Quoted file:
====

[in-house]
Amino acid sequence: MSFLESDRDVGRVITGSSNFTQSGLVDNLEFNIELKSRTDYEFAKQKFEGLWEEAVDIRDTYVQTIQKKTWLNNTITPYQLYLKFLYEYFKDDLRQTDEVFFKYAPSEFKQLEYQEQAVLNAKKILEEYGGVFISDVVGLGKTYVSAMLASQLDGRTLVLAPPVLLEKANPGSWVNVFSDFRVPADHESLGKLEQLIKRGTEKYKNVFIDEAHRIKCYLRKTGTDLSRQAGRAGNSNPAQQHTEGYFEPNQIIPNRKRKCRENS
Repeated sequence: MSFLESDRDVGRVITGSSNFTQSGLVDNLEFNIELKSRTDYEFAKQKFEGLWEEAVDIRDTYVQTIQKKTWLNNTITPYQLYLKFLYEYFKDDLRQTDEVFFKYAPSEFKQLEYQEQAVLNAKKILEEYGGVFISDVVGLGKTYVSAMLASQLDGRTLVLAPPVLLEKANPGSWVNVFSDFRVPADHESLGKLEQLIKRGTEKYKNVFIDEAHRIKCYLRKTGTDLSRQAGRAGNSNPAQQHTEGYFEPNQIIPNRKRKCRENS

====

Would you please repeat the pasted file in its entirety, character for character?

[in-house]
Amino acid sequence: MSFLESDRDVGRVITGSSNFTQSGLVDNLEFNIELKSRTDYEFAKQKFEGLWEEAVDIRDTYVQTIQKKTWLNNTITPYQLYLKFLYEYFKDDLRQTDEVFFKYAPSEFKQLEYQEQAVLNAKKILEEYGGVFISDVVGLGKTYVSAMLASQLDGRTLVLAPPVLLEKANPGSWVNVFSDFRVPADHESLGKLEQLIKRGTEKYKNVFIDEAHRIKCYLRKTGTDLSRQAGRAGNSNPAQQHTEGYFEPNQIIPNRKRKCRENS
Repeated sequence: MSFLESDRDVGRVITGSSNFTQSGLVDNLEFNIELKSRTDYEFAKQKFEGLWEEAVDIRDTYVQTIQKKTWLNNTITPYQLYLKFLYEYFKDDLRQTDEVFFKYAPSEFKQLEYQEQAVLNAKKILEEYGGVFISDVVGLGKTYVSAMLASQLDGRTLVLAPPVLLEKANPGSWVNVFSDFRVPADHESLGKLEQLIKRGTEKYKNVFIDEAHRIKCYLRKTGTDLSRQAGRAGNSNPAQQHTEGYFEPNQIIPNRKRKCRENS